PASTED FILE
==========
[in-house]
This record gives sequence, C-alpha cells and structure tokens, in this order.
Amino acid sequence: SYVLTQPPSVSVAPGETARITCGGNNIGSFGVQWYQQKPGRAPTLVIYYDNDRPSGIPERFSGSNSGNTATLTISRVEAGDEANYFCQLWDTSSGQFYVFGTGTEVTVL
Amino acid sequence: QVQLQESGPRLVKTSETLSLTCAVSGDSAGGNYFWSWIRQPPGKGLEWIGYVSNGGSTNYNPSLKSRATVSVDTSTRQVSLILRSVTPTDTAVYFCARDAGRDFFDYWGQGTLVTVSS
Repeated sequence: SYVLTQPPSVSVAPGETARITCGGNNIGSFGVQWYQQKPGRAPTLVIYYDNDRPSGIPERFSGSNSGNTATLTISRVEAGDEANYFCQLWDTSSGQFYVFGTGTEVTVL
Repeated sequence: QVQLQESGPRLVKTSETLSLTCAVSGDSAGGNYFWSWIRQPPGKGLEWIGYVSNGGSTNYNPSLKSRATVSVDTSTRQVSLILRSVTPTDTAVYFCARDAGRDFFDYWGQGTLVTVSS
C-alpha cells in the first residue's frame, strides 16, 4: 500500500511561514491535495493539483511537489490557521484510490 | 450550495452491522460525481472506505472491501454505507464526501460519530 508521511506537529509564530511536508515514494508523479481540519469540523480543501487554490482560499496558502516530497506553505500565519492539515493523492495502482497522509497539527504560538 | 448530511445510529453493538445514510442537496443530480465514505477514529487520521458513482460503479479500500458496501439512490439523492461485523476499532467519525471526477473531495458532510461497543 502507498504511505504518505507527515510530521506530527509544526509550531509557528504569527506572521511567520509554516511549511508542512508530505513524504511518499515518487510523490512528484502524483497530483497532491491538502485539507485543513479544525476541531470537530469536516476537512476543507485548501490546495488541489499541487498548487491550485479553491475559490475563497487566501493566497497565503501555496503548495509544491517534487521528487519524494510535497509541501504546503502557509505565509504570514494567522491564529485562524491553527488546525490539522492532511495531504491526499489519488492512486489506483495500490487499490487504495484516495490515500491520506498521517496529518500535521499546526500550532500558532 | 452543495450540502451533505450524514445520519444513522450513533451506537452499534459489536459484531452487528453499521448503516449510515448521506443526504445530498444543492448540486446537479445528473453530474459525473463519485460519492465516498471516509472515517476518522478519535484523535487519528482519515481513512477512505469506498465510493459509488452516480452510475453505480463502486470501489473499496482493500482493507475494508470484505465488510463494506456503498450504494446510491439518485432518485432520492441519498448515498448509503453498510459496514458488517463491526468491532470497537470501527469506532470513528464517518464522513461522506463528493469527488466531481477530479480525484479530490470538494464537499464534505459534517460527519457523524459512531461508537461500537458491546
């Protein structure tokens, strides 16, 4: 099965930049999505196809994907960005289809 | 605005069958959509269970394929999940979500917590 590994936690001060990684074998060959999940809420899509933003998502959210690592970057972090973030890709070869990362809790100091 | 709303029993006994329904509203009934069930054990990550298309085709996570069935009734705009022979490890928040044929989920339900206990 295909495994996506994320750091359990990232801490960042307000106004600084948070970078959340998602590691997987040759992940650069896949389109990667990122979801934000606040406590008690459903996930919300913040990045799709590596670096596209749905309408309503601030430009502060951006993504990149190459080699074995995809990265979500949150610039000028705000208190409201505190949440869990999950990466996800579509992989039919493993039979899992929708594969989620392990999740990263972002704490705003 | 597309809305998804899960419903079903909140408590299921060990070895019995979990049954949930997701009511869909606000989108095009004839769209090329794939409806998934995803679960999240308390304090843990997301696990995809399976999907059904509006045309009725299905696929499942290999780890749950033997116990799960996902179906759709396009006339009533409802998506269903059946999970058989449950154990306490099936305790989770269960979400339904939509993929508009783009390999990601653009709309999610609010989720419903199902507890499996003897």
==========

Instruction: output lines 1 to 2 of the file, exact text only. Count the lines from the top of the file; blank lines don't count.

[in-house]
This record gives sequence, C-alpha cells and structure tokens, in this order.